Wren Sakai stands in front of the ocean

Wren Sakai

ROV Engineering Intern
Graduate Student
Carnegie Mellon University

Tell us about your work/research. What kinds of things do you do?

I am a mechanical engineering master's student at Carnegie Mellon University. Before attending CMU I completed my Bachelor of Science in Robotics Engineering from the University of California, Santa Cruz. Go Slugs! I am currently focused on completing classes for my master's, but my past work has involved designing, fabricating, and testing underwater robotics systems.

What sparked your initial interest in your career?

In college, I happened onto a ragtag group of engineering students who were founding an underwater robotics team to participate in the Marine Advanced Technology Education (MATE) competition. I was eager for a hands-on project and ended up joining that group as their mechanical lead. Four years of absolute chaos and fun followed as I became more and more interested in the technical aspects of underwater robotics. All the while I pursued internships and opportunities to learn more about the niche field. I had been hooked!

Who influenced you or encouraged you the most?

During high school, I joined a robotics team that was led by an amazing teacher. She helped me gain the confidence and technical skills to pursue a career in robotics. I really don't know what I would be doing right now if it wasn't for her influence!

What element of your work/study do you think is the most fascinating?

I am fascinated by the challenges of engineering in remote or extreme environments. Working in a lab is one thing, but venturing out into the field introduces lots of added complexity. I love intertwining the engineering of a system with the planning and adventure of deploying said system in the field. This is one of the main reasons why I love underwater robotics so much. By nature, underwater robots get engineers out of the lab and into the ocean!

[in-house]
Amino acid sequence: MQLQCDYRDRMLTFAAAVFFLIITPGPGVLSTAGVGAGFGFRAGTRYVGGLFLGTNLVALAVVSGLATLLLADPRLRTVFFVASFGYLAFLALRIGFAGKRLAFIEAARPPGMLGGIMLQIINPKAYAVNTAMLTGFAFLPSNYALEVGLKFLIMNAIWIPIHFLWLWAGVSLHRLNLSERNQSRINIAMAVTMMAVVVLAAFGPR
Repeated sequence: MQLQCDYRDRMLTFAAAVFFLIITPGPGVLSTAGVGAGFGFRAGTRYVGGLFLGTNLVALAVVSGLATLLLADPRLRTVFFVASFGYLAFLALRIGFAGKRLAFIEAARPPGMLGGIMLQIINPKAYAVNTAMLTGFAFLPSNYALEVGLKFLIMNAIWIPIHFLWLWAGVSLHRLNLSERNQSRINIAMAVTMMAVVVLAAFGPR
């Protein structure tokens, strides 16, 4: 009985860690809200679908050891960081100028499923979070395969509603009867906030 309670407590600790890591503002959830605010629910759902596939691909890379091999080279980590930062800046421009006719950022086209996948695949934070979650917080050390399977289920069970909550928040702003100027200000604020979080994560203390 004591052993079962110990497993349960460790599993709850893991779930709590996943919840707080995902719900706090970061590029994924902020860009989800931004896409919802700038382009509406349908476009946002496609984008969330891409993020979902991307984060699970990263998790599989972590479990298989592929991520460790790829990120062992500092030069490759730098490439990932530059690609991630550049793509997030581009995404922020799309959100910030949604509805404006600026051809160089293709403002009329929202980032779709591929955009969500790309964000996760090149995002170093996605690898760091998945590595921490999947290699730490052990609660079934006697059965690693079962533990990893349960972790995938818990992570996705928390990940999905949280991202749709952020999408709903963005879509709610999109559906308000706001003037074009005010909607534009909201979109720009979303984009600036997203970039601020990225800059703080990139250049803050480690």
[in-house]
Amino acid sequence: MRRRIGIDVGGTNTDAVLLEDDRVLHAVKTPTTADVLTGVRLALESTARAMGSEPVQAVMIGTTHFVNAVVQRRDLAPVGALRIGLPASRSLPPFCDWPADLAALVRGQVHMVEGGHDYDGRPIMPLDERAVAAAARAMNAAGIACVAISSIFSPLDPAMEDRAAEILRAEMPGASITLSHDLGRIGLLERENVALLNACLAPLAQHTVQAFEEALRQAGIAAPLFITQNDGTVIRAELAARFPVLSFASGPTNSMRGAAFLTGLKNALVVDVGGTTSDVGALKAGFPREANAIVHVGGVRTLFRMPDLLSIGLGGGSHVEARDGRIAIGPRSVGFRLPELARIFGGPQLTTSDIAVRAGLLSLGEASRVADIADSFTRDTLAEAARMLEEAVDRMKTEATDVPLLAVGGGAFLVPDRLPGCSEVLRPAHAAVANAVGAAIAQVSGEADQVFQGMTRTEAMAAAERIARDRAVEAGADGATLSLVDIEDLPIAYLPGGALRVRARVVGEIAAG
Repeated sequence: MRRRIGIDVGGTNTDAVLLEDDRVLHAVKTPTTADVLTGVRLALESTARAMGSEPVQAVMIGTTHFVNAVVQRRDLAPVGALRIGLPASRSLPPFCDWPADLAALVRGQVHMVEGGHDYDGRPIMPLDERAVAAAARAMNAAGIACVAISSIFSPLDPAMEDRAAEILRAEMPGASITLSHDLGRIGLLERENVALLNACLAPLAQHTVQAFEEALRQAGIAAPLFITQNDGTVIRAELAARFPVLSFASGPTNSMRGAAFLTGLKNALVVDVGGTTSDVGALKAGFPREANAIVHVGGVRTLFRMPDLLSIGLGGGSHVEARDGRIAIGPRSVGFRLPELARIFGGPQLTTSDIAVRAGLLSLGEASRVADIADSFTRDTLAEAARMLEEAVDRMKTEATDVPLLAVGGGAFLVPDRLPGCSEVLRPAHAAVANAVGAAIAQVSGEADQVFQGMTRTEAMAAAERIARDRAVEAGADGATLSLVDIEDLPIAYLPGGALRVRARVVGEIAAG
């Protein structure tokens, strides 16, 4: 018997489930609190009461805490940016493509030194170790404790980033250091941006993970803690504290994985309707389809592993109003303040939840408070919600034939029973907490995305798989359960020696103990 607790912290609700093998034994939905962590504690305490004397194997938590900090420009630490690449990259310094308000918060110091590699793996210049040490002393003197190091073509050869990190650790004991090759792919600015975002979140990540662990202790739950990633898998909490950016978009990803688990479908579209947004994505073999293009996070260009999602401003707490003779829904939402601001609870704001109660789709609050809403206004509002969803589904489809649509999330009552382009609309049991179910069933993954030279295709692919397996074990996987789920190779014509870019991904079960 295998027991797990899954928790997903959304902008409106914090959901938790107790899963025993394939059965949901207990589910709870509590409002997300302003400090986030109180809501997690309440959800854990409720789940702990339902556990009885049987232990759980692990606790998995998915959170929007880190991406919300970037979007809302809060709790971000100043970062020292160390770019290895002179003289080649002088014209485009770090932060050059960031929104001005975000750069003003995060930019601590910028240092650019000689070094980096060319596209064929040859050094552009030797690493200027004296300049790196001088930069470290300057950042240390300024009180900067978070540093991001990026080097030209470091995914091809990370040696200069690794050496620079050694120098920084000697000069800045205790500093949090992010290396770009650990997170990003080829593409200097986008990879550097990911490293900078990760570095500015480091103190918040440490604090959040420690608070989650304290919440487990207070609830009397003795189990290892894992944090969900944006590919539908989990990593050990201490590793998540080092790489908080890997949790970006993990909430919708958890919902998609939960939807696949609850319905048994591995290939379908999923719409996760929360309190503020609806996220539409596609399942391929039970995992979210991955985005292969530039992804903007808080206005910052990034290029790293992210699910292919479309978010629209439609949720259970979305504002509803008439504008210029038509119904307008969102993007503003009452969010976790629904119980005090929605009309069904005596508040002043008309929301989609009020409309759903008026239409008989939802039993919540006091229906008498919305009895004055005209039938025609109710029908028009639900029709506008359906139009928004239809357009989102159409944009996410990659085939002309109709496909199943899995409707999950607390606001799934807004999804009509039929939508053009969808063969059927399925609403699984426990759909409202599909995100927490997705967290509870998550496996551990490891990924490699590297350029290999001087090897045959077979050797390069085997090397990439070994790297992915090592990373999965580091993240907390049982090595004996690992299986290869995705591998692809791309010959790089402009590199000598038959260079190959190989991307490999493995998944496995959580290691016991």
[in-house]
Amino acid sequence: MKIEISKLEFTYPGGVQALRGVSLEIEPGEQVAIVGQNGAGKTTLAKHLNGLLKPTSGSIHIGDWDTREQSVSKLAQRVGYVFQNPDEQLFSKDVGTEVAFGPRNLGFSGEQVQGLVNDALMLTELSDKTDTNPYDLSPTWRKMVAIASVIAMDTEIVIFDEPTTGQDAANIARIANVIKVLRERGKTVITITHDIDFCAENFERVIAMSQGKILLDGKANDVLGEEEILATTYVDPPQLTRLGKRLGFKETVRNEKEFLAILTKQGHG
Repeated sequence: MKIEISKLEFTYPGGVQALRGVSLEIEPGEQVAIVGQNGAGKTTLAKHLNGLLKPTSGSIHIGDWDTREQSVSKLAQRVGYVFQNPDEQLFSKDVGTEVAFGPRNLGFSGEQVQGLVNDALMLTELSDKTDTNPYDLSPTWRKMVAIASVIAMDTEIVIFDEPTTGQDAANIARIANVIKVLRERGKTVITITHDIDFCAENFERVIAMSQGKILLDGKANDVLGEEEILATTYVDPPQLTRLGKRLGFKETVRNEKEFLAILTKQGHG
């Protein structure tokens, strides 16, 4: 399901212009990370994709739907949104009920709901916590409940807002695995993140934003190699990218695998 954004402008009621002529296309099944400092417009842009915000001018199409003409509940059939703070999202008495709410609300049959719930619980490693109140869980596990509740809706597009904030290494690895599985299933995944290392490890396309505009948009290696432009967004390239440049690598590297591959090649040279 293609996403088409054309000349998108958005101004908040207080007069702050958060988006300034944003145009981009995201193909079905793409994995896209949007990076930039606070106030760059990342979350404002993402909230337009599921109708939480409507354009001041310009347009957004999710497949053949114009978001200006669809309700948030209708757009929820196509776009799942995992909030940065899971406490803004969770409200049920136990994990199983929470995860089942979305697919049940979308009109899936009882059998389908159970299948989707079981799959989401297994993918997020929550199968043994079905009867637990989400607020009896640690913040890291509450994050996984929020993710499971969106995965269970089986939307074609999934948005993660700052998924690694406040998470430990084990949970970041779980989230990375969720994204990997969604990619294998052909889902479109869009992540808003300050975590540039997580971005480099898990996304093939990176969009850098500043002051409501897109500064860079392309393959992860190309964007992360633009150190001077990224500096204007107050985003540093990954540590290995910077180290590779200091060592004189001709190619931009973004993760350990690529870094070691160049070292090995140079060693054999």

What other jobs led you to your current career?

I have worked as a Robotics Engineer for a mariculture company as well as a systems engineer for a company that produces underwater technologies for divers and researchers. I was also a student lecturer for a class on Computer-Aided Design (CAD) and a backpacking guide. I strongly believe that my teaching and outdoor experience have been equally as important as my engineering positions.

What are your degrees and certifications?

Bachelor of Science in Robotics Engineering -- University of California, Santa Cruz 2022; Rescue Diver -- PADI 2021; Dry Suit Diver -- PADI 2021;

What are your hobbies?

I love any activity that gets me outside and exploring remote areas! In particular, I love backpacking, climbing, SCUBA diving, and spearfishing. I am also a huge Dungeons and Dragons fan.

What advice would you give someone who wants to have a career like yours?

For anybody interested in an ROV Engineering Position, my advice would be to believe in yourself and never assume that you are "not good enough" for a position. If you work hard and conduct yourself ethically, you really can accomplish anything. Take the initiative to gain the skills and education you want and don't give in to imposter syndrome!

How did you get involved with the Ocean Exploration Trust?

While in my undergraduate program I participated in the Marine Advanced Technology Education (MATE) competition. It was through a MATE newsletter that I first learned about the ROV Engineering Internship. Having watched OET broadcasts in the past I jumped at the opportunity to apply. A few application cycles (and a pandemic) later I had been excepted to my first expedition!


Wren participated in the following Ocean Exploration Trust expeditions: